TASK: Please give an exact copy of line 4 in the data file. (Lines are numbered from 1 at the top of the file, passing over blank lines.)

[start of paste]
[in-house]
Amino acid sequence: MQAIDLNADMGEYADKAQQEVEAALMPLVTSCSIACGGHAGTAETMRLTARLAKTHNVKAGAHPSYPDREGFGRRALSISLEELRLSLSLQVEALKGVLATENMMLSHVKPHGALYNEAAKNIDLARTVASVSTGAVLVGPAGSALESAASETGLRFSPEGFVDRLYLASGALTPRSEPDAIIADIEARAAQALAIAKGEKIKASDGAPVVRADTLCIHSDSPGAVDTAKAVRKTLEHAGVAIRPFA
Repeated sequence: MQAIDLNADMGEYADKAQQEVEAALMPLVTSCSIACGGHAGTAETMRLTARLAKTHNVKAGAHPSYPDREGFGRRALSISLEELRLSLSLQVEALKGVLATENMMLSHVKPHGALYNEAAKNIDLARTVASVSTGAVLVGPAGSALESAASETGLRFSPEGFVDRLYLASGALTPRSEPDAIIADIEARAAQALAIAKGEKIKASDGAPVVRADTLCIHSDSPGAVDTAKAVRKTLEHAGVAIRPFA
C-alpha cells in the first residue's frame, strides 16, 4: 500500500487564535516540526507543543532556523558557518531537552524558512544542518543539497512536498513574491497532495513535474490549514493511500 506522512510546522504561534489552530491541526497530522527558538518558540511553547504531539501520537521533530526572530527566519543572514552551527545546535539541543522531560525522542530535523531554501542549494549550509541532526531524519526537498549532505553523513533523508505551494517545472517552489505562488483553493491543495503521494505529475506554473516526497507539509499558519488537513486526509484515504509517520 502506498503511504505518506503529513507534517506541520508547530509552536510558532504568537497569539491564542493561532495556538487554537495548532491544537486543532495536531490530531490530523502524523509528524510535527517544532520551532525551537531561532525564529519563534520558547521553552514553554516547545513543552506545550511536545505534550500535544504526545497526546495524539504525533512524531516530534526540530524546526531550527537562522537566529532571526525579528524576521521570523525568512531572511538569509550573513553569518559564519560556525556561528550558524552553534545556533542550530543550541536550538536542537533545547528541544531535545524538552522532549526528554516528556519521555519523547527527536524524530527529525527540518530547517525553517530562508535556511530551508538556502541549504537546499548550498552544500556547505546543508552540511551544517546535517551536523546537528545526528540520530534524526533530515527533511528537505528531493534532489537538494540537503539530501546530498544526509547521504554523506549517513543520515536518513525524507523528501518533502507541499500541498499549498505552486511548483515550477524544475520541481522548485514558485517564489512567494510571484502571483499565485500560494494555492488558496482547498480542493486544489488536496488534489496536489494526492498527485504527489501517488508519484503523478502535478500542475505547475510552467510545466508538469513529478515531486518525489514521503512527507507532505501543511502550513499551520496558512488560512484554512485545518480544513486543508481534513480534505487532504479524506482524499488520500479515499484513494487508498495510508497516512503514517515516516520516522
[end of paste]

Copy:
C-alpha cells in the first residue's frame, strides 16, 4: 500500500487564535516540526507543543532556523558557518531537552524558512544542518543539497512536498513574491497532495513535474490549514493511500 506522512510546522504561534489552530491541526497530522527558538518558540511553547504531539501520537521533530526572530527566519543572514552551527545546535539541543522531560525522542530535523531554501542549494549550509541532526531524519526537498549532505553523513533523508505551494517545472517552489505562488483553493491543495503521494505529475506554473516526497507539509499558519488537513486526509484515504509517520 502506498503511504505518506503529513507534517506541520508547530509552536510558532504568537497569539491564542493561532495556538487554537495548532491544537486543532495536531490530531490530523502524523509528524510535527517544532520551532525551537531561532525564529519563534520558547521553552514553554516547545513543552506545550511536545505534550500535544504526545497526546495524539504525533512524531516530534526540530524546526531550527537562522537566529532571526525579528524576521521570523525568512531572511538569509550573513553569518559564519560556525556561528550558524552553534545556533542550530543550541536550538536542537533545547528541544531535545524538552522532549526528554516528556519521555519523547527527536524524530527529525527540518530547517525553517530562508535556511530551508538556502541549504537546499548550498552544500556547505546543508552540511551544517546535517551536523546537528545526528540520530534524526533530515527533511528537505528531493534532489537538494540537503539530501546530498544526509547521504554523506549517513543520515536518513525524507523528501518533502507541499500541498499549498505552486511548483515550477524544475520541481522548485514558485517564489512567494510571484502571483499565485500560494494555492488558496482547498480542493486544489488536496488534489496536489494526492498527485504527489501517488508519484503523478502535478500542475505547475510552467510545466508538469513529478515531486518525489514521503512527507507532505501543511502550513499551520496558512488560512484554512485545518480544513486543508481534513480534505487532504479524506482524499488520500479515499484513494487508498495510508497516512503514517515516516520516522